With train fares being so high, the usual discount on off peak travel of one third is important if you qualify.  But for many people the only railcard they can get is a Network Railcard, which anyone can buy, but which is only valid after 10.00 Monday to Friday and has a minimum Monday to Friday fare of £13 (more for a travelcard) and only covers the south east.

The answer may be to buy an annual season ticket, called a Gold Card.  This entitles you to one third off off peak travel in the south east from 9.30 without a minimum fare.

The cheapest annual season is from Newhaven Harbour to Newhaven Town which costs £172, which is a lot, but if you do a lot of shorter journeys the payment may be worthwhile.  On an off peak day return to Brighton you would save £1.75, so if you do that journey 100 times a year you would save money.

Additionally, you can nominate someone else to get a railcard they qualify for, for £10, an immediate saving of about £20.


The Ramblers Association has come to a tentative agreement with Iford Farms to create a bridleway from Lewes to Iford via Rise Farm.  There is a certain amount of discussion that needs to take place and funding to find, so do not expect anything too soon.  But this is a very welcome agreement by a landowner that recognises the importance of recreation in the countryside. At the moment most of the route is open on a permissive basis, but for walkers only.


East Sussex County Council has decided to make an order to shift the bridleway at the north east side of Lewes racecourse more or less back to the position it was before the land owner moved it to a narrow strip of 3 metres next to the fence on the adjoining land.  But the wording of the decision is so odd that it is open to challenge.  Now they have to make and publish the order.  Landowners and others can object to it.  If they do the Planning Inspectorate will make a final decision and may hold a public enquiry.

All this is not the same issue as the goings on to the southeast of the racecourse buildings, where landowners have built fences and a road.  These issues are subject to planning enforcement action by the South Downs National Park, as described in the last issue.


As fabulous February turns to Manky March it may not seem time for walking, but the weather is mild, and if you stay out of the weald there is good walking to be had.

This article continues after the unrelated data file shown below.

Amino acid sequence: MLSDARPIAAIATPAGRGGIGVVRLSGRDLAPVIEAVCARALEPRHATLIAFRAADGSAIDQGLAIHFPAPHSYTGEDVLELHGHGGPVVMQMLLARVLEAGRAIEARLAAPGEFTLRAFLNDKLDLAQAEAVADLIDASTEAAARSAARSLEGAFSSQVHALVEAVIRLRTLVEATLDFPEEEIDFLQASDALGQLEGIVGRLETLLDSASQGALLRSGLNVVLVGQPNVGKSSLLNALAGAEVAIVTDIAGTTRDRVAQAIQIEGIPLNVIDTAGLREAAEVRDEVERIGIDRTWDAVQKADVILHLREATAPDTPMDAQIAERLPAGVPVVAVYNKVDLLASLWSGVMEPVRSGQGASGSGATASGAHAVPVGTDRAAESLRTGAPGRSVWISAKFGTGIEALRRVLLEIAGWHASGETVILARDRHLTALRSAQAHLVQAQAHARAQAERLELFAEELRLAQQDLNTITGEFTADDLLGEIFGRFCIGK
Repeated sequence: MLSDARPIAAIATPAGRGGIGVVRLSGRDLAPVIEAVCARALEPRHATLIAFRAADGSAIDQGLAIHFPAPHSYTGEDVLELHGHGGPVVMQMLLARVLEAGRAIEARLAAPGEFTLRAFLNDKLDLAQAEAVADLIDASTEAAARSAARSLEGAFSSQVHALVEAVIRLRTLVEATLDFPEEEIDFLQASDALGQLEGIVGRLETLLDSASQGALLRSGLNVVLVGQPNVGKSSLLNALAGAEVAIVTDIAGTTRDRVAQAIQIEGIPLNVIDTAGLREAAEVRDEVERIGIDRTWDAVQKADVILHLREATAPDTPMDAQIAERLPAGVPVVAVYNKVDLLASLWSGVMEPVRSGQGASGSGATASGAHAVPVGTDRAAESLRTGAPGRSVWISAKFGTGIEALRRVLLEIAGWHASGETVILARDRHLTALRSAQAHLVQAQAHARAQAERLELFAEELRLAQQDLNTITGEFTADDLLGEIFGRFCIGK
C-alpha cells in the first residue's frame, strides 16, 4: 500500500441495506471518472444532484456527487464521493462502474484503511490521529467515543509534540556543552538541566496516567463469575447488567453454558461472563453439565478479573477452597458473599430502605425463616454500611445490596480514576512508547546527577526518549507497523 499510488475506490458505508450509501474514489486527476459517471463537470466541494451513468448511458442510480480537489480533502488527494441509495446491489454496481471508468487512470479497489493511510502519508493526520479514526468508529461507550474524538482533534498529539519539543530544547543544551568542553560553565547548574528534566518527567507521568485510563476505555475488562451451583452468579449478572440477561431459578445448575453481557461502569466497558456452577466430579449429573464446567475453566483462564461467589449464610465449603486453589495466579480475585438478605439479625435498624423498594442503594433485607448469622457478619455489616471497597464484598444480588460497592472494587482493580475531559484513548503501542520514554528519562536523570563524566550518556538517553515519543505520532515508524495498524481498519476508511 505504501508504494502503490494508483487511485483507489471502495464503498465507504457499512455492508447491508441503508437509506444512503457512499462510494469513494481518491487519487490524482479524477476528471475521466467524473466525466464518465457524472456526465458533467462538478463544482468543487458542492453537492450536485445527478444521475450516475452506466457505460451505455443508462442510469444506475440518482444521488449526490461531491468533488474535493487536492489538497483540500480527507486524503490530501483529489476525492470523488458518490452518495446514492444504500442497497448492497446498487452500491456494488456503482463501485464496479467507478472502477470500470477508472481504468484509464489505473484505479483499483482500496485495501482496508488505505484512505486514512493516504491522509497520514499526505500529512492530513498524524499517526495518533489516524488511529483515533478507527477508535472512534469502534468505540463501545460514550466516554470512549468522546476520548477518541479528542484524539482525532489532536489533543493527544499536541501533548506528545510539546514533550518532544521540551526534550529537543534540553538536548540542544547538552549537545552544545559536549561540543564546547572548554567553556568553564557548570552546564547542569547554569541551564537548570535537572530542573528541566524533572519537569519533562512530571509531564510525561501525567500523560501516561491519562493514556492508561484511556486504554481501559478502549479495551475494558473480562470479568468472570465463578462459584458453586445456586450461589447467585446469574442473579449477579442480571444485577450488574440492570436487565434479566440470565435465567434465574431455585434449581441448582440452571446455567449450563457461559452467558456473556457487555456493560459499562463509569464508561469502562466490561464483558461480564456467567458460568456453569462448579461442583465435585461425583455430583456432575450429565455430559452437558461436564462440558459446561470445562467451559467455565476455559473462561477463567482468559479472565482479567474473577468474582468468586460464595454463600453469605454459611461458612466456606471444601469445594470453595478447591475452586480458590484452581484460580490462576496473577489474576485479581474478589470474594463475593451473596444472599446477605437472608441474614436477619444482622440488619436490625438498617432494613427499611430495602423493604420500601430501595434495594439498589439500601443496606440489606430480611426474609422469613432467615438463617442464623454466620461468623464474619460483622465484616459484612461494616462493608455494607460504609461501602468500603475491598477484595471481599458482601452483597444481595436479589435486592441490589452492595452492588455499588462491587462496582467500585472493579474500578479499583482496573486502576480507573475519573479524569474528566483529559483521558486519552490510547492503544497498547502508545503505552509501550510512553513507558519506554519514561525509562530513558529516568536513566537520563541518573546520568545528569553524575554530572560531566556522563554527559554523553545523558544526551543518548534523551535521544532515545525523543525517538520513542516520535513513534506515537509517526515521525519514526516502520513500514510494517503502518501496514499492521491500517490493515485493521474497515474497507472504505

Here are some downland walks which should be dryer.

Mount Caburn and the right to roam

This short walk up mount Caburn celebrates the success of the Ramblers’ “right to roam campaign and includes fabulous views and quiet countryside where you can wander at will. You can also combine this walk with a ramble round Lewes town.  5.7 km,  3.6 miles

The secluded Balsdean Valley

9.4miles 15.1km There can be few places where you can be so cut off so near to big towns and cities as Balsdean and Standean Bottoms and there can be few places where you can get such panoramic views in all directions, sea, downs and towns.

From Lewes to Spain

A grand excursion from the ancient town of Lewes all the way to a microcosm of Spain by the costa, by way of lowland villages and spacious downland vistas. 7. 5 miles, 12.5 km

Malling Down

A short walk on Malling Down, above Lewes, with grand views over the surrounding area and Malling Nature Reserve, also visiting the Martyrs Memorial. 5.57 Km / 3.46 Miles

 The Stanmer Skyline Walk

A grand circuit of the skyline above Stanmer village, with woodlands and varied far reaching views, on a route originally designed for wheelchair users and so mostly firm underfoot in all seasons and with no stiles.  A few gates.  5.5 miles


The minutes of a secretive group trying to persuade the government to build a motorway-style dual carriageway from Lewes to Polegate have finally been published revealing some decidedly odd goings-on. Members include Maria Caulfield, Conservative MP for Lewes, and Steven Lloyd, Lib-Dem MP for Eastbourne.

Here Bill Rodgers of the South Coast Alliance for Transport and the Environment group (SCATE) analyses what the minutes tell us